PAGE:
JWT Communications Exec Files Suit Against JWT and Its CEO for Racist, Sexist Comments
Suit Alleges Gustavo Martinez Made Remarks in Presence of Employees, Senior Execs and a Reporter
An agency is once again being charged with racist and misogynistic behavior -- and this time it's JWT.
A discrimination suit has been filed in Manhattan federal court against the WPP agency and its worldwide Chairman-CEO Gustavo Martinez by JWT's longtime communications executive Erin Johnson, claiming the executive made "racist and sexist slurs."
"As Chief Communications Officer, Johnson reports directly to the Worldwide Chairman and Chief Executive Officer ('CEO') and oversees global corporate communications for JWT, including both external and internal communications," the suit said. "Her career progressed without impediment until 2015, when JWT appointed Martinez as its Chair and CEO." The suit goes on to say that Ms. Johnson had difficulty maintaining her duties, particularly promoting the company. Promoting it "internally and externally in a positive light has become virtually impossible given Martinez's apparent comfort in making constant racist and sexist slurs, even on tape."
Ms. Johnson is seeking compensatory and punitive damages, though details were not provided.
The suit alleges that Mr. Martinez made extremely disparaging and racist comments, including in conversations with employees, senior execs and a reporter. According to the suit, he had "no hesitation in referring in conversations with employees, including senior JWT executives, or the media, to his dislike of the 'fucking Jews,' his refusal to go places where he would encounter the 'black monkeys' or 'apes' who don't know how to use computers,' or to his publicly asked questions about which female staff member he should rape.'"
The suit also said that Mr. Martinez grabbed Ms. Johnson by the throat and by the back of the neck, and that he also asked other employees leave the room so that he and Ms. Johnson could talk about "the sex." It also claims that Mr. Martinez said, in the presence of other people, "Come here [Johnson], so I can rape you in the bathroom."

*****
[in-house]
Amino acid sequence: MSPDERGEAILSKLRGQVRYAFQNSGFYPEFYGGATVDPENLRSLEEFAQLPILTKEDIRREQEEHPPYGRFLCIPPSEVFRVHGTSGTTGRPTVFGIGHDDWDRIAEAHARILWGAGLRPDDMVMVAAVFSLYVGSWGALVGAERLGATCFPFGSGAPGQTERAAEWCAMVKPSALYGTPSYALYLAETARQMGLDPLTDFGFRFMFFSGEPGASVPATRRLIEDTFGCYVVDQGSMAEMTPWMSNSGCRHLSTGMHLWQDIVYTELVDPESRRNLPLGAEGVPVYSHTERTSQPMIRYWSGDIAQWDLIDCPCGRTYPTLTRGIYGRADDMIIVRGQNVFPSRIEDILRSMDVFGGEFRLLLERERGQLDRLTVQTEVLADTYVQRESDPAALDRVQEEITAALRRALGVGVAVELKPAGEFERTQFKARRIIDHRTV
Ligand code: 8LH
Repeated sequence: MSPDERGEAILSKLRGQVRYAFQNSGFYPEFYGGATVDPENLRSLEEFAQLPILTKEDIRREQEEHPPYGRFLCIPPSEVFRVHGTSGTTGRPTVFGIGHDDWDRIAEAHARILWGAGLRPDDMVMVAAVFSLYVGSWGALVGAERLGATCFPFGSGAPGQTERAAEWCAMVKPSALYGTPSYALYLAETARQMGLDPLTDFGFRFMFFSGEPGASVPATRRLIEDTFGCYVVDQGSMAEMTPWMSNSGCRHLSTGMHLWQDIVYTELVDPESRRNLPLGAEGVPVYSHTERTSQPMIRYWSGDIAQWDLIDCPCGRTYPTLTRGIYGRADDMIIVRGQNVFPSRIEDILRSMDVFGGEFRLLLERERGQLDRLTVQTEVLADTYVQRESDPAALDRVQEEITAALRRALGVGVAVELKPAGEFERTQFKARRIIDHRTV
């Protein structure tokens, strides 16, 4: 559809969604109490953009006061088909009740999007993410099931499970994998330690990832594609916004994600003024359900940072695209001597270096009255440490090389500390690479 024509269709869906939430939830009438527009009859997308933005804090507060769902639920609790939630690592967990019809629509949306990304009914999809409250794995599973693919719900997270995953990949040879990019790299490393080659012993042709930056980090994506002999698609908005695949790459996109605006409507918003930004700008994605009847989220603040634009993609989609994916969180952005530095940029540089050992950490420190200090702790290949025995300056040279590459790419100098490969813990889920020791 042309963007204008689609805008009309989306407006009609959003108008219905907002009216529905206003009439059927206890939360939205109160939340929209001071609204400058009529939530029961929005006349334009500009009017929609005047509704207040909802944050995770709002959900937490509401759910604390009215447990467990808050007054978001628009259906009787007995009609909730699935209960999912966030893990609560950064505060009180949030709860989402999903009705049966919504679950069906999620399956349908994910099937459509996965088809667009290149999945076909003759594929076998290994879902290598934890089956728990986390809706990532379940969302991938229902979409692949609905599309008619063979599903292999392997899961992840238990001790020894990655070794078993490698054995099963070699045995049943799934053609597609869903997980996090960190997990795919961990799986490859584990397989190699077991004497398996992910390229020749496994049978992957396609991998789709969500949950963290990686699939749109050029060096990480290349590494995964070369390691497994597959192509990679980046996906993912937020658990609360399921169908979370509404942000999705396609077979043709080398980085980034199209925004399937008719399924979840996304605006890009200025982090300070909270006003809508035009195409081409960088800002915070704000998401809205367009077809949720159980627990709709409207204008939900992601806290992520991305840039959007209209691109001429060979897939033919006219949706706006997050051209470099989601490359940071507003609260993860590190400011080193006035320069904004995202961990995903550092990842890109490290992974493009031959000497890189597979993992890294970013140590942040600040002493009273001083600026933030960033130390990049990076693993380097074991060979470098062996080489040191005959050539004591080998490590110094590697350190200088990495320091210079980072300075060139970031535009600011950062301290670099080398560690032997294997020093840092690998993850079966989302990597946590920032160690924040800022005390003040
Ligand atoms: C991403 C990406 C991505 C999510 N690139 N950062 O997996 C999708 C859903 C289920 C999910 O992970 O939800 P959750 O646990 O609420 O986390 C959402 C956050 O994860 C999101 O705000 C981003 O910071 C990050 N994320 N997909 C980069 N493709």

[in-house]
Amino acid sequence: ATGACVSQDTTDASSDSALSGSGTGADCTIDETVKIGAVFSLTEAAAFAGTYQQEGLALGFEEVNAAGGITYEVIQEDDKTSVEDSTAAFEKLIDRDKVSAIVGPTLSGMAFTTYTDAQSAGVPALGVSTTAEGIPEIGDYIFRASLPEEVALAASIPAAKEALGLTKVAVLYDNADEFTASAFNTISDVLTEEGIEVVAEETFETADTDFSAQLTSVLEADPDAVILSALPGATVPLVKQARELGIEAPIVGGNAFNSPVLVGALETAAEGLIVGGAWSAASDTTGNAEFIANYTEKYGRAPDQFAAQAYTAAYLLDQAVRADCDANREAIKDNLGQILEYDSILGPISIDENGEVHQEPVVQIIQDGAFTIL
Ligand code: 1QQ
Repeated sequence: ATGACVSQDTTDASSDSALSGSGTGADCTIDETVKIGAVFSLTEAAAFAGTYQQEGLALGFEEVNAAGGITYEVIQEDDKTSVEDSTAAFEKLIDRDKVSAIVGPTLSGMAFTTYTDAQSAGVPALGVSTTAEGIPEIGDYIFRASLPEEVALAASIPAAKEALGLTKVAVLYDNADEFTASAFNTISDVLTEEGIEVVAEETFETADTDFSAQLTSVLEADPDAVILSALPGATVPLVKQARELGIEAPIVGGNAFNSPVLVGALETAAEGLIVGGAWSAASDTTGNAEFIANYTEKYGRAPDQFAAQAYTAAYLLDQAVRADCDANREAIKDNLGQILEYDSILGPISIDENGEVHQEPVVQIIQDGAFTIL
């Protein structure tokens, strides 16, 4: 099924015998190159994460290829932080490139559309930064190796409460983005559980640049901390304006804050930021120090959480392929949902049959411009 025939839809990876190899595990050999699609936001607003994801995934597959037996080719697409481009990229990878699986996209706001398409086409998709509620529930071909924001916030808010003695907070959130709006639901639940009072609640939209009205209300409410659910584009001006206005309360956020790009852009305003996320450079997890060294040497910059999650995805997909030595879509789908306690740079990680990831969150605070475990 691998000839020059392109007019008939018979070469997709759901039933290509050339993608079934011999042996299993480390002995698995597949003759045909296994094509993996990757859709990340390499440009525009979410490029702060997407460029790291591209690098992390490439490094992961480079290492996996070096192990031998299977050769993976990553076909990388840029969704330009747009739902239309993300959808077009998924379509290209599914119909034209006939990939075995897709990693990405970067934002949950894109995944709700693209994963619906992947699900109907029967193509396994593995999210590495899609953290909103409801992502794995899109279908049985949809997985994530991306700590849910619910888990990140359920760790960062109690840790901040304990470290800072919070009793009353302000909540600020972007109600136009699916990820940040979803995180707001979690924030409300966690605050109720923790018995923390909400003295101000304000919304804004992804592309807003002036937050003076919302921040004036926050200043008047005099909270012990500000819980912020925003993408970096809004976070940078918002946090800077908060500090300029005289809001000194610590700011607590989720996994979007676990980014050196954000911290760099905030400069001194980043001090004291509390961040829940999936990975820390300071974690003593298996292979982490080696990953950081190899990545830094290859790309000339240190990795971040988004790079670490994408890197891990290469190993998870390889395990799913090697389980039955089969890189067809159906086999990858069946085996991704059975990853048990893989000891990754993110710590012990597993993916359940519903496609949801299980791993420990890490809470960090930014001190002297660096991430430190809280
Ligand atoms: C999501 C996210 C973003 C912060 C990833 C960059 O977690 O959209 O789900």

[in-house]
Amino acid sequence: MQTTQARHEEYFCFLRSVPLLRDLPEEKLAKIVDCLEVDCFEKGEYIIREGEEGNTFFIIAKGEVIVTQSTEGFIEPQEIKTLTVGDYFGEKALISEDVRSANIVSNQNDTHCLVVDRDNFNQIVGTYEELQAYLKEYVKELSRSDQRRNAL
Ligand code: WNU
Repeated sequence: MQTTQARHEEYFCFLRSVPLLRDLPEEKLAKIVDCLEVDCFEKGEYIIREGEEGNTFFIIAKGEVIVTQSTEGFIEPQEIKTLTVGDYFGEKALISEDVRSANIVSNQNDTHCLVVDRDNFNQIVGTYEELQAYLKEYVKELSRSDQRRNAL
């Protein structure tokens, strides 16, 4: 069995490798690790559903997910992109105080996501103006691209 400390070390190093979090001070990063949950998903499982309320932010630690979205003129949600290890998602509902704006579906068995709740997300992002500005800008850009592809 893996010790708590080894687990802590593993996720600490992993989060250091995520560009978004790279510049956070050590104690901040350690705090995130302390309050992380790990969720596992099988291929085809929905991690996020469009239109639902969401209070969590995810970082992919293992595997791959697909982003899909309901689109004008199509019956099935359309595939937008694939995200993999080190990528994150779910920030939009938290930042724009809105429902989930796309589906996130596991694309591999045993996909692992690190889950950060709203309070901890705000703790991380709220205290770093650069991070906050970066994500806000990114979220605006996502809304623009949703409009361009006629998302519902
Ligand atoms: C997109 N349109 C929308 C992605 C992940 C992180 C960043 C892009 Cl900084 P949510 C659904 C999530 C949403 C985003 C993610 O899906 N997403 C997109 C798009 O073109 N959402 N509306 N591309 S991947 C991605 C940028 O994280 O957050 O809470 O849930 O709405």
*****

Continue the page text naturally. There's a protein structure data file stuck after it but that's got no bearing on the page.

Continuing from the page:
Regarding more offensive things said in front of other people, the suit claims that during a company meeting "with more than 60 employees, including the Chief Talent Officer (who is the global head of Human Resources for JWT), Martinez distinguished between good rape and rape 'not in a nice way.'"
JWT referred requests for comment to parent company WPP, which did not immediately respond. However, a statement was issued from Mr. Martinez reading: "I am aware of the allegations made against me by a J. Walter Thompson employee in a suit filed in New York Federal Court. I want to assure our clients and my colleagues that there is absolutely no truth to these outlandish allegations and I am confident that this will be proven in court."
The suit represents yet another mark against an industry that routinely has diversity issues and lacks sufficient women and people of color, particularly in senior roles.
In January, Interpublic's Campbell Ewald came under fire after one of its creative directors sent a racist email to colleagues in its San Antonio office about "Ghetto Day in the SA," according to a copy of the memo that appeared on AgencySpy. That email included an image of two African-American men and spoke of drugs and prostitution.
IPG ended up firing Campbell Ewald's CEO Jim Palmer a few days after the memo hit the press, Ad Age reported, on the grounds that Mr. Palmer didn't immediately fire the creative director who sent the email and didn't tell people at Interpublic.
After the news hit the press, a number of clients parted with Campbell Ewald, starting with USAA. Then Edward Jones and Henry Ford Health Centers said they will not renew their contracts, which are set to expire in the coming months.
Meanwhile, WPP said it is "investigating" complaints from an anonymous group of employees made against Kinetic Worldwide CEO Maurice Sabogal for his "offensive and discriminatory treatment and views of Americans," including Hispanic Americans.
Ad Age has reached out to a number of JWT clients for comment.